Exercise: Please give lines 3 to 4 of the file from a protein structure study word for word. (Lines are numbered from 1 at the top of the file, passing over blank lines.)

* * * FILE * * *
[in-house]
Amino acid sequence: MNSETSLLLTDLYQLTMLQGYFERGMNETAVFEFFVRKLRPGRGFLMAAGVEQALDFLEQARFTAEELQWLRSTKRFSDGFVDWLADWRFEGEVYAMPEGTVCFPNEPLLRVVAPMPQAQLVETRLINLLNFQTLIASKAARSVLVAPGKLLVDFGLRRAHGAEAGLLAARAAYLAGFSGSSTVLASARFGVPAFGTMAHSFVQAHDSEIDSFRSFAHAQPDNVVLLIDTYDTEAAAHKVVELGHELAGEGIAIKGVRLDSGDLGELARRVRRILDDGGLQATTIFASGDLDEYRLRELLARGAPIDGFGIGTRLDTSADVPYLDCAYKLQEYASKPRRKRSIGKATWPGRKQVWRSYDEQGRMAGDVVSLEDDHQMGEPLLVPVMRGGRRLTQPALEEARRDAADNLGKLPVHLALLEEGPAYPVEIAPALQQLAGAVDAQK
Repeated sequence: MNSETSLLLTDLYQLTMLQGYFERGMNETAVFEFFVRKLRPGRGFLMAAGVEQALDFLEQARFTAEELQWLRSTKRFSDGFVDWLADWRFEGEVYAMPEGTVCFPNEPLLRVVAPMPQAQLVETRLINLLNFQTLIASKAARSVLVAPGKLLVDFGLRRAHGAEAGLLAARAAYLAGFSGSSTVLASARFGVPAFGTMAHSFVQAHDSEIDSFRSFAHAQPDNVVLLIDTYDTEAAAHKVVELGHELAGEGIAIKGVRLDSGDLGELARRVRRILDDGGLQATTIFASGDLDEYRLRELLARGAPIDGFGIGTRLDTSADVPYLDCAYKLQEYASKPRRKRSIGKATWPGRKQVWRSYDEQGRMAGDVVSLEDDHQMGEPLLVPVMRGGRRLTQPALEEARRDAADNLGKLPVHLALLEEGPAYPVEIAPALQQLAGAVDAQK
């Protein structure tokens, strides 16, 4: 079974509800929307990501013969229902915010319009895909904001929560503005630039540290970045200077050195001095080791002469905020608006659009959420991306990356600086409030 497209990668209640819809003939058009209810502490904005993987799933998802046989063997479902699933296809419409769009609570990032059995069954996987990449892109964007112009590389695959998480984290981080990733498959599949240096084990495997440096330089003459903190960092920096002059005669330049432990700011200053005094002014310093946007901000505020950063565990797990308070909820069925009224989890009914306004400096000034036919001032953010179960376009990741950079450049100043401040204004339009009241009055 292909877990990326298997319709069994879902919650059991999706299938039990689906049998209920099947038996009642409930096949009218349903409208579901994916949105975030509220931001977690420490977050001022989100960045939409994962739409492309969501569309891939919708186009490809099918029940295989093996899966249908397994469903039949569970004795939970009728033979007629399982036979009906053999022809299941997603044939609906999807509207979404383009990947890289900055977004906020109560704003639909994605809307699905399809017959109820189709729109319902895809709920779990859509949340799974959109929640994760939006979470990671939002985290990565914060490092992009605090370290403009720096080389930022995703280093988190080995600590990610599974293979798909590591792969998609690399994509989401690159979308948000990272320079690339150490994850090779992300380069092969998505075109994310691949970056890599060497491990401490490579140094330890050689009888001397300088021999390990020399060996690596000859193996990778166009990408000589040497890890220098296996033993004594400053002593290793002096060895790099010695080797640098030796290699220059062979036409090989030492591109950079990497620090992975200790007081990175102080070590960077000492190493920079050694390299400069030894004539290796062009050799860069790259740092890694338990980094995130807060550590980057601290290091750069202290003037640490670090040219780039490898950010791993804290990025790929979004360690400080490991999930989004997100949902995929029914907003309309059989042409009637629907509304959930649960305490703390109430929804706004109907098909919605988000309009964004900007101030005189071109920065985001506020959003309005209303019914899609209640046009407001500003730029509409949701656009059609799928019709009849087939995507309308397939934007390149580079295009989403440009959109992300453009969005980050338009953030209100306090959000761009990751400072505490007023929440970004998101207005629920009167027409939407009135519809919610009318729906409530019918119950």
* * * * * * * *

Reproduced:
Repeated sequence: MNSETSLLLTDLYQLTMLQGYFERGMNETAVFEFFVRKLRPGRGFLMAAGVEQALDFLEQARFTAEELQWLRSTKRFSDGFVDWLADWRFEGEVYAMPEGTVCFPNEPLLRVVAPMPQAQLVETRLINLLNFQTLIASKAARSVLVAPGKLLVDFGLRRAHGAEAGLLAARAAYLAGFSGSSTVLASARFGVPAFGTMAHSFVQAHDSEIDSFRSFAHAQPDNVVLLIDTYDTEAAAHKVVELGHELAGEGIAIKGVRLDSGDLGELARRVRRILDDGGLQATTIFASGDLDEYRLRELLARGAPIDGFGIGTRLDTSADVPYLDCAYKLQEYASKPRRKRSIGKATWPGRKQVWRSYDEQGRMAGDVVSLEDDHQMGEPLLVPVMRGGRRLTQPALEEARRDAADNLGKLPVHLALLEEGPAYPVEIAPALQQLAGAVDAQK
């Protein structure tokens, strides 16, 4: 079974509800929307990501013969229902915010319009895909904001929560503005630039540290970045200077050195001095080791002469905020608006659009959420991306990356600086409030 497209990668209640819809003939058009209810502490904005993987799933998802046989063997479902699933296809419409769009609570990032059995069954996987990449892109964007112009590389695959998480984290981080990733498959599949240096084990495997440096330089003459903190960092920096002059005669330049432990700011200053005094002014310093946007901000505020950063565990797990308070909820069925009224989890009914306004400096000034036919001032953010179960376009990741950079450049100043401040204004339009009241009055 292909877990990326298997319709069994879902919650059991999706299938039990689906049998209920099947038996009642409930096949009218349903409208579901994916949105975030509220931001977690420490977050001022989100960045939409994962739409492309969501569309891939919708186009490809099918029940295989093996899966249908397994469903039949569970004795939970009728033979007629399982036979009906053999022809299941997603044939609906999807509207979404383009990947890289900055977004906020109560704003639909994605809307699905399809017959109820189709729109319902895809709920779990859509949340799974959109929640994760939006979470990671939002985290990565914060490092992009605090370290403009720096080389930022995703280093988190080995600590990610599974293979798909590591792969998609690399994509989401690159979308948000990272320079690339150490994850090779992300380069092969998505075109994310691949970056890599060497491990401490490579140094330890050689009888001397300088021999390990020399060996690596000859193996990778166009990408000589040497890890220098296996033993004594400053002593290793002096060895790099010695080797640098030796290699220059062979036409090989030492591109950079990497620090992975200790007081990175102080070590960077000492190493920079050694390299400069030894004539290796062009050799860069790259740092890694338990980094995130807060550590980057601290290091750069202290003037640490670090040219780039490898950010791993804290990025790929979004360690400080490991999930989004997100949902995929029914907003309309059989042409009637629907509304959930649960305490703390109430929804706004109907098909919605988000309009964004900007101030005189071109920065985001506020959003309005209303019914899609209640046009407001500003730029509409949701656009059609799928019709009849087939995507309308397939934007390149580079295009989403440009959109992300453009969005980050338009953030209100306090959000761009990751400072505490007023929440970004998101207005629920009167027409939407009135519809919610009318729906409530019918119950």